Sabri v. United States

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In Sabri v. United States, 541 U.S. 600, 613 (2004), the U.S. Supreme Court held that 18 U.S.C. § 666(a)(2) [18 USCS § 666(a)(2)], proscribing bribery of state, local, and tribal officials of entities that receive at least $10,000 in federal funds, is a valid exercise of congressional authority under Article I of the Constitution even though it licensed federal prosecution in an area historically of state concern. The statute was upheld under the Necessary and Proper Clause.

This was a facial challenge to the constitutionality of the statute. Justice David Souter, writing for the Court, emphasized that:

Facial challenges of this sort are especially to be discouraged. Not only do they invite judgments on fact-poor records, but they entail a further departure from the norms of adjudication in federal courts: overbreadth challenges call for relaxing familiar requirements of standing, to allow a determination that the law would be unconstitutionally applied to different parties and different circumstances from those at hand. See, e.g., City of Chicago v. Morales, 527 U.S. 41, 55-56, n. 22, 144 L. Ed. 2d 67, 119 S. Ct. 1849 (1999) (plurality opinion). Accordingly, we have recognized the validity of facial attacks alleging overbreadth (though not necessarily using that term) in relatively few settings, and, generally, on the strength of specific reasons weighty enough to overcome our well-founded reticence. See, e.g., Broadrick v. Oklahoma, 413 U.S. 601, 37 L. Ed. 2d 830, 93 S. Ct. 2908 (1973) (free speech); Aptheker v. Secretary of State, 378 U.S. 500, 12 L. Ed. 2d 992, 84 S. Ct. 1659 (1964) (right to travel); Stenberg v. Carhart, 530 U.S. 914, 938-946, 147 L. Ed. 2d 743, 120 S. Ct. 2597 (2000) (abortion); City of Boerne v. Flores, 521 U.S. 507, 532-535, 138 L. Ed. 2d 624, 117 S. Ct. 2157 (1997) (legislation under § 5 of the Fourteenth Amendment). See generally Fallon, As-Applied and Facial Challenges and Third-Party Standing, 113 Harv. L. Rev. 1321, 1351 (2000) (emphasizing role of various doctrinal tests in determining viability of facial attack); Monaghan, Overbreadth, 1981 S. Ct. Rev. 1, 24 (observing that overbreadth is a function of substantive First Amendment law). Outside these limited settings, and absent a good reason, we do not extend an invitation to bring overbreadth claims.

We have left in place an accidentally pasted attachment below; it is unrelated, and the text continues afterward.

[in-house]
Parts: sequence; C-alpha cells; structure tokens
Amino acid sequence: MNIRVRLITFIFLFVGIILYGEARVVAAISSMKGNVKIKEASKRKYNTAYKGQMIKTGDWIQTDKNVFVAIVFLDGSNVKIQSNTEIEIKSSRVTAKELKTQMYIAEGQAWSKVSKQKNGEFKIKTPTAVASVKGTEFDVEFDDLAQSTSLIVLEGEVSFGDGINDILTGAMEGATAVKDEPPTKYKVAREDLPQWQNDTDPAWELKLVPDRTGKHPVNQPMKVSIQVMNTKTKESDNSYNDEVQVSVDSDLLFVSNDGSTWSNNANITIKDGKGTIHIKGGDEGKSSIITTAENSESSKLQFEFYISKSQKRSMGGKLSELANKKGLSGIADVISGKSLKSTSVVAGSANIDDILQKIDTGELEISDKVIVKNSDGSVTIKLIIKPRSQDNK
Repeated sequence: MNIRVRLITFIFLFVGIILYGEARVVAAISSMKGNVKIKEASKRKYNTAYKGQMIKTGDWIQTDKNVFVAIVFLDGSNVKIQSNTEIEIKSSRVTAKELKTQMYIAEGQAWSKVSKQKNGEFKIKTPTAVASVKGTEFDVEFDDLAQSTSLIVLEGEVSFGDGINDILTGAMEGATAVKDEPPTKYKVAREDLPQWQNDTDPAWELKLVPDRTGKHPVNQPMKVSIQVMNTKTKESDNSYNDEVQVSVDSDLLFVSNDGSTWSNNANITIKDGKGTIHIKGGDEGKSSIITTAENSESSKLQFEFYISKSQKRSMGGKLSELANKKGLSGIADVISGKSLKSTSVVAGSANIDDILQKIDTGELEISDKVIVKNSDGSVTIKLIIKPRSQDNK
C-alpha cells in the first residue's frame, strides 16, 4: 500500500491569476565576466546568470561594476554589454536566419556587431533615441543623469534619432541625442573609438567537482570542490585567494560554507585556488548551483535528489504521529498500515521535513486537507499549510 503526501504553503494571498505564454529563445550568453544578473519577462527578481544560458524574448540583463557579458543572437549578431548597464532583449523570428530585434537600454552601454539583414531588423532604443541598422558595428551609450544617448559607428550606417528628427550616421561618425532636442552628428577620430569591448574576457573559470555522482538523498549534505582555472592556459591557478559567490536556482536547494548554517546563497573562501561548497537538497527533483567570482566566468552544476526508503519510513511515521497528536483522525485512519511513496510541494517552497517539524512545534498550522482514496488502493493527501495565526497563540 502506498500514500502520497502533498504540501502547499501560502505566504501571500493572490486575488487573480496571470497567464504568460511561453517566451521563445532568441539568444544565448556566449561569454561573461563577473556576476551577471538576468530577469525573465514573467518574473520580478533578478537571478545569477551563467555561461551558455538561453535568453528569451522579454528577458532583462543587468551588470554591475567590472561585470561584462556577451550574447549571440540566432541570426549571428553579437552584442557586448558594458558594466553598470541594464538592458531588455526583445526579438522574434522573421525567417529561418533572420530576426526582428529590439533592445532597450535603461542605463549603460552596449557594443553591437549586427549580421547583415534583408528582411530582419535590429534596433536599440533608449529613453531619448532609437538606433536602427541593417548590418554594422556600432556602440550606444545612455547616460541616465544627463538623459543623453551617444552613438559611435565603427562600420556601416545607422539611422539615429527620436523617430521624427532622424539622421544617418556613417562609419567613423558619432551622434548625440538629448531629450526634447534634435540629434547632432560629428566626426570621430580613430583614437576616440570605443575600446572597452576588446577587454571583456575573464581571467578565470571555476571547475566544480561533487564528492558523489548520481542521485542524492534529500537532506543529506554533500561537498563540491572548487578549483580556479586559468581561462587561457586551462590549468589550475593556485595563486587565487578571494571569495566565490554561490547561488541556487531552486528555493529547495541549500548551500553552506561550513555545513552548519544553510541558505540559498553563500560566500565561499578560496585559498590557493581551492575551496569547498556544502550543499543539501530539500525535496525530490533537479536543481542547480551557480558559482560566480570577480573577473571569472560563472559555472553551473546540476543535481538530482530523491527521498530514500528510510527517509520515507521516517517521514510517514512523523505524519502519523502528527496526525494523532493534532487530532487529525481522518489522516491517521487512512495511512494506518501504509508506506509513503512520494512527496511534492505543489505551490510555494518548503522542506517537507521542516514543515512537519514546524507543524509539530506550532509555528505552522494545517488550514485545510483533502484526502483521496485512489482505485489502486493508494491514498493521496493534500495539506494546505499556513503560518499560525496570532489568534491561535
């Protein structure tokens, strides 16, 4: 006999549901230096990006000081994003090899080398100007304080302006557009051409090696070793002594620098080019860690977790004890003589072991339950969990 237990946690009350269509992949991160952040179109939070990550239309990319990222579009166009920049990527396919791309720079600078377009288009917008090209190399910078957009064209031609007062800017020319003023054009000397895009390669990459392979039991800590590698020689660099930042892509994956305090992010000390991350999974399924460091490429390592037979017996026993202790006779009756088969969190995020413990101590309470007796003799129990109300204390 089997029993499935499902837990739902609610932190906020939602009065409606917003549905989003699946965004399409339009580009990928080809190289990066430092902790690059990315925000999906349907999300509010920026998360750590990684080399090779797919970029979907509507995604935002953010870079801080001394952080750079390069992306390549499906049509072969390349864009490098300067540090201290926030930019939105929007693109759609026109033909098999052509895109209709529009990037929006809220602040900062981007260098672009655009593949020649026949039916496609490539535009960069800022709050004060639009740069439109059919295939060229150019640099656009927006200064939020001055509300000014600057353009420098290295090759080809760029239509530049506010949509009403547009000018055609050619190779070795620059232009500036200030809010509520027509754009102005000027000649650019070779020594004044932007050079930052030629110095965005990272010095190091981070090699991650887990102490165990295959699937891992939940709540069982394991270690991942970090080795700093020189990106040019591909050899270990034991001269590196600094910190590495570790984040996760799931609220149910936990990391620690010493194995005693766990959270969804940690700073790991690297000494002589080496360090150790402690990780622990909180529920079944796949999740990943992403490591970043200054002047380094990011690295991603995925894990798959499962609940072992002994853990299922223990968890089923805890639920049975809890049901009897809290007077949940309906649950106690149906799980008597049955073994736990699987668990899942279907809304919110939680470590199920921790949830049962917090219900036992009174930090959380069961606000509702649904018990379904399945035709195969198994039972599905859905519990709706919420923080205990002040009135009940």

Justice Clarence Thomas concurred, writing that for a law to be within the Necessary and Proper Clause it must bear an "obvious, simple, and direct relation" to an exercise of Congress' enumerated powers. He would have upheld the statute under the Commerce Clause.